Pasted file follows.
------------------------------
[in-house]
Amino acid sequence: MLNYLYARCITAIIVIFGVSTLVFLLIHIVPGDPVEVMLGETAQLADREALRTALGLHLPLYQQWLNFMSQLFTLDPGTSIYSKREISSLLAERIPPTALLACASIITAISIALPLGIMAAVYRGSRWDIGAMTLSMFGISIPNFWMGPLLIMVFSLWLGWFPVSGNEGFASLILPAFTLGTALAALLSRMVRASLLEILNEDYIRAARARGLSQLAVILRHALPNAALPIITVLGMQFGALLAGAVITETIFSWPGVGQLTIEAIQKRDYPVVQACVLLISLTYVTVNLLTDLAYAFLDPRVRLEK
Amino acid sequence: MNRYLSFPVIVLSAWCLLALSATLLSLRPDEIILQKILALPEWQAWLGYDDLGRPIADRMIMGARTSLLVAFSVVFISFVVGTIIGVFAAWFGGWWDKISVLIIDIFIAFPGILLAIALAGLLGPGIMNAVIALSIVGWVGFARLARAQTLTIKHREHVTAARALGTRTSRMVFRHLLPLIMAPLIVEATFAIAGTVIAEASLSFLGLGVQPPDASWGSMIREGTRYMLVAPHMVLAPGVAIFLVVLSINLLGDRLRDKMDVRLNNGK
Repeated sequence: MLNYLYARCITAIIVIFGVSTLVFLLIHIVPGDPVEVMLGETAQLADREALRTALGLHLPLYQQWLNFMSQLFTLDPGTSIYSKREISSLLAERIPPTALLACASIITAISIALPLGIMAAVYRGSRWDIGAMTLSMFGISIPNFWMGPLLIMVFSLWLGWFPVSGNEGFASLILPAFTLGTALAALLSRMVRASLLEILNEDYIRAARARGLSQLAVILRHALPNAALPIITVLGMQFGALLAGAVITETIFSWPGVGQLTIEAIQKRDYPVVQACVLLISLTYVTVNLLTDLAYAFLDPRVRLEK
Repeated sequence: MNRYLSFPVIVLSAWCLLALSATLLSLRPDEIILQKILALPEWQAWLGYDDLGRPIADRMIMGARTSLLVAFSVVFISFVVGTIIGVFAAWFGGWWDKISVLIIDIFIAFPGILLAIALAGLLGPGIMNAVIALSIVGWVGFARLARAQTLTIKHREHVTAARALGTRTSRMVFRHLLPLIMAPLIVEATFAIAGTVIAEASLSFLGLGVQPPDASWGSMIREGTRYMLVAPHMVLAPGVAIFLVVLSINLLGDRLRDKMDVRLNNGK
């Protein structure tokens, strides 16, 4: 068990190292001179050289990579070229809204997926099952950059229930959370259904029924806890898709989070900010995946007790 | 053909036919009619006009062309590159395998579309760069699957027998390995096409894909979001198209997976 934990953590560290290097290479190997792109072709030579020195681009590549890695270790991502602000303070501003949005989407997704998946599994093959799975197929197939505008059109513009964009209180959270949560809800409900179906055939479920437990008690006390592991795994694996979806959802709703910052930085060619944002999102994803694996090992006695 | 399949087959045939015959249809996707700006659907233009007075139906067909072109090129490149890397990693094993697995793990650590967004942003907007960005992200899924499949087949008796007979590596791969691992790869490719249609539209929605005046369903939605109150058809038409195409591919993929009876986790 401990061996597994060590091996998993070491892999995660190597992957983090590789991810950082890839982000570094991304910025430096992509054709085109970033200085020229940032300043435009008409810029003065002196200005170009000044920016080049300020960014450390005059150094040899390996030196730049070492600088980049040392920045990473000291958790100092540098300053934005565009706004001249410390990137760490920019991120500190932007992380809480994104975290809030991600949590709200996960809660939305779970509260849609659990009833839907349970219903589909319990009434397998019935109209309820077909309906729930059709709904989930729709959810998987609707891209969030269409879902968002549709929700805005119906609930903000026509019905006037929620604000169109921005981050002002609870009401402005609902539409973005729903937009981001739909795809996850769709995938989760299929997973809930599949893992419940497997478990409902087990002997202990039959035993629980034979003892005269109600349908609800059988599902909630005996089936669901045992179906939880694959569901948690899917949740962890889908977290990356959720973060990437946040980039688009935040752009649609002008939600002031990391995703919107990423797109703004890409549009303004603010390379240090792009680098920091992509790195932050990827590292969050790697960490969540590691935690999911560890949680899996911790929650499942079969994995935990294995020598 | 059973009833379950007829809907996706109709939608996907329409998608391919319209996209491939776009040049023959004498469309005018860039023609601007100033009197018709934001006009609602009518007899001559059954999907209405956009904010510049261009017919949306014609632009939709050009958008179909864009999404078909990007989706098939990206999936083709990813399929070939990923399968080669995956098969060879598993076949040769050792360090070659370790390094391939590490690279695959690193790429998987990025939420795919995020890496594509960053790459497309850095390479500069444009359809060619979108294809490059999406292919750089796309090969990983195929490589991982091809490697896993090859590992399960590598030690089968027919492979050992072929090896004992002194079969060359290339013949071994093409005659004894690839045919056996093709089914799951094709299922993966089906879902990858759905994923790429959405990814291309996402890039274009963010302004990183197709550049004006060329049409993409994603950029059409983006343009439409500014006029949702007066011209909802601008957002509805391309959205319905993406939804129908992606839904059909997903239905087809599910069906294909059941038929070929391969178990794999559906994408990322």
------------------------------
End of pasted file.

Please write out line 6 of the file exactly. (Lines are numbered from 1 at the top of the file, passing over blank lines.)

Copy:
């Protein structure tokens, strides 16, 4: 068990190292001179050289990579070229809204997926099952950059229930959370259904029924806890898709989070900010995946007790 | 053909036919009619006009062309590159395998579309760069699957027998390995096409894909979001198209997976 934990953590560290290097290479190997792109072709030579020195681009590549890695270790991502602000303070501003949005989407997704998946599994093959799975197929197939505008059109513009964009209180959270949560809800409900179906055939479920437990008690006390592991795994694996979806959802709703910052930085060619944002999102994803694996090992006695 | 399949087959045939015959249809996707700006659907233009007075139906067909072109090129490149890397990693094993697995793990650590967004942003907007960005992200899924499949087949008796007979590596791969691992790869490719249609539209929605005046369903939605109150058809038409195409591919993929009876986790 401990061996597994060590091996998993070491892999995660190597992957983090590789991810950082890839982000570094991304910025430096992509054709085109970033200085020229940032300043435009008409810029003065002196200005170009000044920016080049300020960014450390005059150094040899390996030196730049070492600088980049040392920045990473000291958790100092540098300053934005565009706004001249410390990137760490920019991120500190932007992380809480994104975290809030991600949590709200996960809660939305779970509260849609659990009833839907349970219903589909319990009434397998019935109209309820077909309906729930059709709904989930729709959810998987609707891209969030269409879902968002549709929700805005119906609930903000026509019905006037929620604000169109921005981050002002609870009401402005609902539409973005729903937009981001739909795809996850769709995938989760299929997973809930599949893992419940497997478990409902087990002997202990039959035993629980034979003892005269109600349908609800059988599902909630005996089936669901045992179906939880694959569901948690899917949740962890889908977290990356959720973060990437946040980039688009935040752009649609002008939600002031990391995703919107990423797109703004890409549009303004603010390379240090792009680098920091992509790195932050990827590292969050790697960490969540590691935690999911560890949680899996911790929650499942079969994995935990294995020598 | 059973009833379950007829809907996706109709939608996907329409998608391919319209996209491939776009040049023959004498469309005018860039023609601007100033009197018709934001006009609602009518007899001559059954999907209405956009904010510049261009017919949306014609632009939709050009958008179909864009999404078909990007989706098939990206999936083709990813399929070939990923399968080669995956098969060879598993076949040769050792360090070659370790390094391939590490690279695959690193790429998987990025939420795919995020890496594509960053790459497309850095390479500069444009359809060619979108294809490059999406292919750089796309090969990983195929490589991982091809490697896993090859590992399960590598030690089968027919492979050992072929090896004992002194079969060359290339013949071994093409005659004894690839045919056996093709089914799951094709299922993966089906879902990858759905994923790429959405990814291309996402890039274009963010302004990183197709550049004006060329049409993409994603950029059409983006343009439409500014006029949702007066011209909802601008957002509805391309959205319905993406939804129908992606839904059909997903239905087809599910069906294909059941038929070929391969178990794999559906994408990322």